Dec. 23, 2015 A look at big shifts in U.S. television distribution in 2015.

Original or Exclusive? Shifts in Television Financing and Distribution Shift Meanings

Jan 1, 2016 Tim Havens and I consider the dilemmas created by new distribution practices and argue the importance of precision in terming shows "original" versus exclusive regardless of how they are marketed.

Congress Should Legislate Open Internet

Oct. 2, 2015 An outdated regulatory regime cannot respond to the complicated intersection of technologies, delivery services, and content providers now the norm. The next wave of innovation will require a bold act from Congressional leadership showcasing America’s commitment to an Open Internet.

Three Digital Americas

Aug. 10, 2015 Perhaps the surprise over this year's FCC actions can be explained by the fact that regulators and executives live in a different digital America than most of the country. Is high-speed internet access and competition for everyone, or just those who live in the enclaves media executives and regulators happen to live in?


How Profitable Was AMC’s Mad Men?

May 15, 2015 Far more profound than what has happened to Don Draper in the last eight years is what has happened to AMC. The channel moved from obscurity to a channel that would be missed if a cable system dropped it. Though Mad Men’s story was about advertising, AMC’s strategy for the show was not.

How Television’s Funding Model Traps It In the Past

April 30, 2015 Despite the constant flurry of news about “skinny” bundles and “over-the-top” (OTT) viewing, there is one very big reason to expect that the arrival of the “future of television” remains years off.

Fresh Off the Boat and the Rise of Niche TV

Mar. 6, 2015 The new ABC family comedy Fresh Off the Boat is being hailed for returning, at last, an Asian-American family to US television – the first since 1994’s short-lived comedy All-American Girl. When looking at Fresh Off the Boat and All-American Girl – and analyzing their respective fates – it’s important to consider the extraordinary transformation of US television in the intervening decades. The changes – part of a shift toward more targeted programming – are so pronounced that it’s fair to ask whether today’s TV shows can even be compared to those of 1995.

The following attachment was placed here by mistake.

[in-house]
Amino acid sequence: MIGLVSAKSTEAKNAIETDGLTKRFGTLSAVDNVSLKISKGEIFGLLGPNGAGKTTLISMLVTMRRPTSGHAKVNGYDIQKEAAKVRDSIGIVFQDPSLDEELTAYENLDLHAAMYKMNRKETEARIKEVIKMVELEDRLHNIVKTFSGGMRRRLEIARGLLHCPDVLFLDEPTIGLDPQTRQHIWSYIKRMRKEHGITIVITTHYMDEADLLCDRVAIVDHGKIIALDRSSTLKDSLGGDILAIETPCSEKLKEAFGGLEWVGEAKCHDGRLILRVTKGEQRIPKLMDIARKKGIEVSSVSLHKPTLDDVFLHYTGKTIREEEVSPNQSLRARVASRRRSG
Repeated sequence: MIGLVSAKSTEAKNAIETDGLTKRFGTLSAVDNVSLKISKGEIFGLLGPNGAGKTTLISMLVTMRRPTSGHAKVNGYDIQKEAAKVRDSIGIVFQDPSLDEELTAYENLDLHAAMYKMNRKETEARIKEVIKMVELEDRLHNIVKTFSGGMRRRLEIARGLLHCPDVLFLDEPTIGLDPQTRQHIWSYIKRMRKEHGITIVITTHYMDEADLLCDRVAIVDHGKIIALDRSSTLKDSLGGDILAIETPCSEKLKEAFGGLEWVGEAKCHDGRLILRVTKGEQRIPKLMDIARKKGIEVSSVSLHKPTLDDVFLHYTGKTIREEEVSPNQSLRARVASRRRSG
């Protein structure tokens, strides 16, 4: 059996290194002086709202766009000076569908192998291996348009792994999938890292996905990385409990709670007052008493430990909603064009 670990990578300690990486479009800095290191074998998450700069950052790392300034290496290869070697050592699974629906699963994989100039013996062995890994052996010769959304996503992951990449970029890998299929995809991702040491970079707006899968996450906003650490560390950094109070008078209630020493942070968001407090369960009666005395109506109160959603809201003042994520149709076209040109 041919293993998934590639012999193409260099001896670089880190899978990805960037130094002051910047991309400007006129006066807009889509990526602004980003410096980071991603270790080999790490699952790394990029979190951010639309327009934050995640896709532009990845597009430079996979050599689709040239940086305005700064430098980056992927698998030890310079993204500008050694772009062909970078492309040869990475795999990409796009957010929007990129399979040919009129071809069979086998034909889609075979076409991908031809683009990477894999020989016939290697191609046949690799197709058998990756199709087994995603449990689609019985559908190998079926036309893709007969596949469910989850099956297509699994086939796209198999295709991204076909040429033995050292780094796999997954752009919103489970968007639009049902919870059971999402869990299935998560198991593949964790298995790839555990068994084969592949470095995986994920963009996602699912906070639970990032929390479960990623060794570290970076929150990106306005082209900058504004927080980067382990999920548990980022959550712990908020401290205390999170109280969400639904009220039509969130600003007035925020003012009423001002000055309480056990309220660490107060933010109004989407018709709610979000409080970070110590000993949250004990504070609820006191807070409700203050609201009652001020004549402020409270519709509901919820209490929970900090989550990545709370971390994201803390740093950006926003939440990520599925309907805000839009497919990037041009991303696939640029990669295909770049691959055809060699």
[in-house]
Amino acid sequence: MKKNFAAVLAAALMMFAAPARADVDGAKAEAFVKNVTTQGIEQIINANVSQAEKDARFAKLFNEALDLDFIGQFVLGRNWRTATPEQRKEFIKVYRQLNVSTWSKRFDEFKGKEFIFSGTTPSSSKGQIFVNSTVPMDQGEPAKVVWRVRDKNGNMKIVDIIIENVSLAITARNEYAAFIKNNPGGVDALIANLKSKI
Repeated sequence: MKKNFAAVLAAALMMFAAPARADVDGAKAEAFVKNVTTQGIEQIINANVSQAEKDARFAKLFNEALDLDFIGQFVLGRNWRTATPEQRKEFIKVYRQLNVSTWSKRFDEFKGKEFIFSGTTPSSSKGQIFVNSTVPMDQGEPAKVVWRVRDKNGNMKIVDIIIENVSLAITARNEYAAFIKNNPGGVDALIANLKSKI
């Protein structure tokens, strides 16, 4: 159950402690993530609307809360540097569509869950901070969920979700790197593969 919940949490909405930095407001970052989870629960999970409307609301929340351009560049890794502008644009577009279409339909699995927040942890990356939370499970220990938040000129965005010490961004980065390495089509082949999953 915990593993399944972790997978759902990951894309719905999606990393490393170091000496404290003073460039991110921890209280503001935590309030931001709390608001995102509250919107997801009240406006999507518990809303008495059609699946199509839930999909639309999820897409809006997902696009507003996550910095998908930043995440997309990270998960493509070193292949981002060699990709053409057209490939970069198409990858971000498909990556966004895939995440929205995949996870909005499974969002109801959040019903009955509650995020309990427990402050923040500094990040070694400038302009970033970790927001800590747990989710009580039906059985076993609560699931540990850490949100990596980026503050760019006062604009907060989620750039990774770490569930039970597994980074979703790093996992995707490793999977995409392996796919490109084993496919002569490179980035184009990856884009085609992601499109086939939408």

Channel Bundles Persist--For Now--Despite Digital Disruption

Jan. 2015 There may be no more irksome issue for contemporary media consumers than the persistence of the “cable bundle” — the requirement to buy access to cable channels in large, provider-determined packages. This article explains why the bundle persists as well as some reasons to think its days as the dominant form of programming transaction may be numbered.

The End of "This Year's Best in Television"

Dec 31, 2014 The increasing anachronism of yearly “best of” television lists is clear. What were the best things I watched in 2014? The final season of Breaking BadLouieThe AffairTrue Detective; select episodes of HomelandGame of Thrones, and Sons of Anarchy; but also the first and second season of House of Cards—though season one was a product of 2013—and iTV’s Broadchurch, also of 2013.

Modern Family's Modern Fathers

June 14, 2015 21st century television fathers reveal the complexity of modern fatherhood.

Binging Isn't Quite the Word

Oct. 29, 2014 I’ve been searching for a word to capture my new viewing habit. Though “binging” and the somewhat less pathologized “marathoning” have emerged to describe the behavior of consuming many episodes of a series in rapid succession, contemporary control and distribution technologies also allow a distinct, but not so rapid form of consumption.

Don Draper’s Sad Manhood: What Makes Mad Men Different from Breaking Bad, Sopranos

Apr. 11, 2014 Modern men aren’t allowed the narcissism of Mad Men — but Don Draper’s not exactly a ’60s guy, either